We promptly started anticoagulant therapy, but as the thrombus seemed at high risk of causing further critical infarction, we performed emergency aortic thrombectomy using partial extracorporeal circulation. To prevent dissemination of the thrombus during extracorporeal circulation, we first clamped his proximal and distal aorta on either side of the thrombus just before initiating extracorporeal circulation.

After the aortotomy we removed a 14-cm length of intra-aortic thrombus without residual lesion. He was discharged from our hospital 20 days after surgery. From the results of his blood analysis, we considered the only cause of this thrombus was secondary erythrocytosis, which was probably induced by his current heavy cigarette smoking.

Conclusion

We are the first to report such a thrombosis caused by secondary erythrocytosis and conclude that once the diagnosis of intra-aortic thrombus with systemic embolism is clear, emergency surgical removal of such a thrombus must be considered to prevent further embolic complications.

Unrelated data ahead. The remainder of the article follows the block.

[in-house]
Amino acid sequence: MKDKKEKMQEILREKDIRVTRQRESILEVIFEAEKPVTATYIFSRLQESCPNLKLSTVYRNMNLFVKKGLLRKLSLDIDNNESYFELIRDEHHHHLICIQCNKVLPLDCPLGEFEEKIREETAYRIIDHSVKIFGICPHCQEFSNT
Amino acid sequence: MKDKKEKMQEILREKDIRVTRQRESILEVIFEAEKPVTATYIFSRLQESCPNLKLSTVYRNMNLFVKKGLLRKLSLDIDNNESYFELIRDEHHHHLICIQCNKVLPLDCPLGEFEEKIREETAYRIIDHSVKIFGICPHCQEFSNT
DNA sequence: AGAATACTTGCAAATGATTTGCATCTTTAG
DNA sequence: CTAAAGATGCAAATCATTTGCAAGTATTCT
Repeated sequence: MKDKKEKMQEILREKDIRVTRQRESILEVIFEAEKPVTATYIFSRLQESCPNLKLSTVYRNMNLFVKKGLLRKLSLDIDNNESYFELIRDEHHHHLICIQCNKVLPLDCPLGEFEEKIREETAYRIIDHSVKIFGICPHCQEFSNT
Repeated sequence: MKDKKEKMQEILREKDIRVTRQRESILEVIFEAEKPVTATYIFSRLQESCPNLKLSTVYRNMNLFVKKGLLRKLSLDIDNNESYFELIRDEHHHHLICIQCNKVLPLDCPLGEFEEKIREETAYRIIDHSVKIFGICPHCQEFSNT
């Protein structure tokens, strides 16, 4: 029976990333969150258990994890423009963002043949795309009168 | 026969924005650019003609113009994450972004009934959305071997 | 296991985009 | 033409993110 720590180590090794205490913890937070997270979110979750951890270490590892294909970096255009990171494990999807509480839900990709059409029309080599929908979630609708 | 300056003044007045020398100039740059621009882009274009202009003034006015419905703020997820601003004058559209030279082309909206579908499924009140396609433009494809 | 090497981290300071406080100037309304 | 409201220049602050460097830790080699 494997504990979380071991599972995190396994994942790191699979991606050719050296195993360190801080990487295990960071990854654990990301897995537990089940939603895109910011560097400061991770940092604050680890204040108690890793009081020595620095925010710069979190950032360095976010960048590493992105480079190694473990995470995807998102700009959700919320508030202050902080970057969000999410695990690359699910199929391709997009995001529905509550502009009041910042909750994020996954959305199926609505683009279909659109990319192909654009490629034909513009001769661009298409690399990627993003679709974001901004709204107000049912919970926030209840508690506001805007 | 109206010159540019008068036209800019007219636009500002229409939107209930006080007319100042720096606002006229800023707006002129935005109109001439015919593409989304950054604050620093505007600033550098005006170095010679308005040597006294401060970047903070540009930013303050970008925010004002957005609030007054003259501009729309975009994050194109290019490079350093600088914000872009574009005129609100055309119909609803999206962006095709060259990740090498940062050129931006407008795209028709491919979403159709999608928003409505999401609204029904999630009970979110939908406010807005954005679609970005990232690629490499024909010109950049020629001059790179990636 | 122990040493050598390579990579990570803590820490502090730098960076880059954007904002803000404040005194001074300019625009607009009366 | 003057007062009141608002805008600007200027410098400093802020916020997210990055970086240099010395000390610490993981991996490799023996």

Keywords

Intra-aortic thrombusInfarctionSurgical thrombectomyErythrocytosis

Background

Mobile intra-aortic thrombus is very rare but sometimes occurs mainly due to thrombi in the left side of the heart [1]. Furthermore, there are few reports of mobile intra-aortic thrombus without atherosclerosis, aneurysm, or congenital coagulopathy, particularly in young or middle-aged patients [2].

The therapeutic strategy for mobile intra-aortic thrombus is still controversial and treatment consensus has not been established [13].

We report a case of a middle-aged Asian man who complained of abdominal and lumbar pain. Contrast-enhanced computed tomography (CECT) revealed a mobile thrombus in his thoracoabdominal aorta with acute renal and splenic embolism. We performed emergency surgical thrombectomy and he was discharged from hospital with no complications.